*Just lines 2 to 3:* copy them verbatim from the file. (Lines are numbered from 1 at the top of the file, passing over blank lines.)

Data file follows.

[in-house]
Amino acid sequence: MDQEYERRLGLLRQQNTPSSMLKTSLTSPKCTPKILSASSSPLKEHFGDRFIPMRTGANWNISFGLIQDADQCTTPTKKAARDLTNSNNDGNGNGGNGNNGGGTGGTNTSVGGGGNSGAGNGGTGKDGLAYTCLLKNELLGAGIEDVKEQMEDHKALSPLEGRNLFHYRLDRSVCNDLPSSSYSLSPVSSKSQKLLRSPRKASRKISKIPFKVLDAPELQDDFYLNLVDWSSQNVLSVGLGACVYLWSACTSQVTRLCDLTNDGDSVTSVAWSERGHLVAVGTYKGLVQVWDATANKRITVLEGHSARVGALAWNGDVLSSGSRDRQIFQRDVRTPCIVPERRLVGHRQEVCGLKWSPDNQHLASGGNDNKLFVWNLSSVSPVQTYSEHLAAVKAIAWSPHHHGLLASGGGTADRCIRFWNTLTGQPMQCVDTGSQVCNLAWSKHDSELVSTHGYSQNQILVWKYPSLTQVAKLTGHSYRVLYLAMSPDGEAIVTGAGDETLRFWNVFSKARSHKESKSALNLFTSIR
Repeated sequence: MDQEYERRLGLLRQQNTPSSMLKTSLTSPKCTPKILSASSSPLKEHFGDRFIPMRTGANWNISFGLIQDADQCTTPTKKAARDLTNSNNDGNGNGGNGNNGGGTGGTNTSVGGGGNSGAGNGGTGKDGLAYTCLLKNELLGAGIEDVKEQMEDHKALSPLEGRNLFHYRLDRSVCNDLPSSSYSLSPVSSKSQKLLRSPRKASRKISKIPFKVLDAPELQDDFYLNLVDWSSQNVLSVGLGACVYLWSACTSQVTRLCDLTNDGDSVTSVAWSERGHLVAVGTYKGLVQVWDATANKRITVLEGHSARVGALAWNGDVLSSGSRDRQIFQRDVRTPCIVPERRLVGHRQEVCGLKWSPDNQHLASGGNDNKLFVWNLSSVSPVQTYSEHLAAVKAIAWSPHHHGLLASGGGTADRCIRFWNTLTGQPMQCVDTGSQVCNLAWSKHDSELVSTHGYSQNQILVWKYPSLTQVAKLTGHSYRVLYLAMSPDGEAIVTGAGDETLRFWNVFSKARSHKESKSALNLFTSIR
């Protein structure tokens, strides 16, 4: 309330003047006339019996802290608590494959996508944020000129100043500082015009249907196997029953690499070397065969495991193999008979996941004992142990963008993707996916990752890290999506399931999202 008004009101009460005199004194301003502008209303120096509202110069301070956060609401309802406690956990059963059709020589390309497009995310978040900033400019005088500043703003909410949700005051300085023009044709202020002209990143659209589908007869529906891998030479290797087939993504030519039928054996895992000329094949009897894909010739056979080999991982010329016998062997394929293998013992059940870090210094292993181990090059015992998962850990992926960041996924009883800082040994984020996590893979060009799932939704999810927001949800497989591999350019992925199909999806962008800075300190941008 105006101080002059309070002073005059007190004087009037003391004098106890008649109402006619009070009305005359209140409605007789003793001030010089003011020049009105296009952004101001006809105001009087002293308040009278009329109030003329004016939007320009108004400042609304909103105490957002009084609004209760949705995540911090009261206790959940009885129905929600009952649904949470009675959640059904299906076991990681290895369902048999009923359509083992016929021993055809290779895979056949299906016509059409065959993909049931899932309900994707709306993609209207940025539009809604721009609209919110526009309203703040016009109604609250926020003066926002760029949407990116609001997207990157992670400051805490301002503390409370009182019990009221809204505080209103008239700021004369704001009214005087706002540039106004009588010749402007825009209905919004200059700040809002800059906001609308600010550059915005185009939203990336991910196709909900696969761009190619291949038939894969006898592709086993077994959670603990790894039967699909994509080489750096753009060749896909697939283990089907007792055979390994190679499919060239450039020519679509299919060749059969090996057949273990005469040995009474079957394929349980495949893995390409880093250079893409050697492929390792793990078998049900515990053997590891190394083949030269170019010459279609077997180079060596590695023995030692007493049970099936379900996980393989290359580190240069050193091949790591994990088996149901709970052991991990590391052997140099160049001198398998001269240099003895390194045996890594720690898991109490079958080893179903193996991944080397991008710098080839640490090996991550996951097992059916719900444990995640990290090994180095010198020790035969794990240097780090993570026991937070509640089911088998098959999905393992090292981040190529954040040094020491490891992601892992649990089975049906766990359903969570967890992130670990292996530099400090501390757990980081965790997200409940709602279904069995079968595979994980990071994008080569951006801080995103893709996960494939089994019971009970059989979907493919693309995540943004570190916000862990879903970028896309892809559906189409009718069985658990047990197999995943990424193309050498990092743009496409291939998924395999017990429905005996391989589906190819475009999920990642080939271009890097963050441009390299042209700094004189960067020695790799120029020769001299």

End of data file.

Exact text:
Amino acid sequence: MDQEYERRLGLLRQQNTPSSMLKTSLTSPKCTPKILSASSSPLKEHFGDRFIPMRTGANWNISFGLIQDADQCTTPTKKAARDLTNSNNDGNGNGGNGNNGGGTGGTNTSVGGGGNSGAGNGGTGKDGLAYTCLLKNELLGAGIEDVKEQMEDHKALSPLEGRNLFHYRLDRSVCNDLPSSSYSLSPVSSKSQKLLRSPRKASRKISKIPFKVLDAPELQDDFYLNLVDWSSQNVLSVGLGACVYLWSACTSQVTRLCDLTNDGDSVTSVAWSERGHLVAVGTYKGLVQVWDATANKRITVLEGHSARVGALAWNGDVLSSGSRDRQIFQRDVRTPCIVPERRLVGHRQEVCGLKWSPDNQHLASGGNDNKLFVWNLSSVSPVQTYSEHLAAVKAIAWSPHHHGLLASGGGTADRCIRFWNTLTGQPMQCVDTGSQVCNLAWSKHDSELVSTHGYSQNQILVWKYPSLTQVAKLTGHSYRVLYLAMSPDGEAIVTGAGDETLRFWNVFSKARSHKESKSALNLFTSIR
Repeated sequence: MDQEYERRLGLLRQQNTPSSMLKTSLTSPKCTPKILSASSSPLKEHFGDRFIPMRTGANWNISFGLIQDADQCTTPTKKAARDLTNSNNDGNGNGGNGNNGGGTGGTNTSVGGGGNSGAGNGGTGKDGLAYTCLLKNELLGAGIEDVKEQMEDHKALSPLEGRNLFHYRLDRSVCNDLPSSSYSLSPVSSKSQKLLRSPRKASRKISKIPFKVLDAPELQDDFYLNLVDWSSQNVLSVGLGACVYLWSACTSQVTRLCDLTNDGDSVTSVAWSERGHLVAVGTYKGLVQVWDATANKRITVLEGHSARVGALAWNGDVLSSGSRDRQIFQRDVRTPCIVPERRLVGHRQEVCGLKWSPDNQHLASGGNDNKLFVWNLSSVSPVQTYSEHLAAVKAIAWSPHHHGLLASGGGTADRCIRFWNTLTGQPMQCVDTGSQVCNLAWSKHDSELVSTHGYSQNQILVWKYPSLTQVAKLTGHSYRVLYLAMSPDGEAIVTGAGDETLRFWNVFSKARSHKESKSALNLFTSIR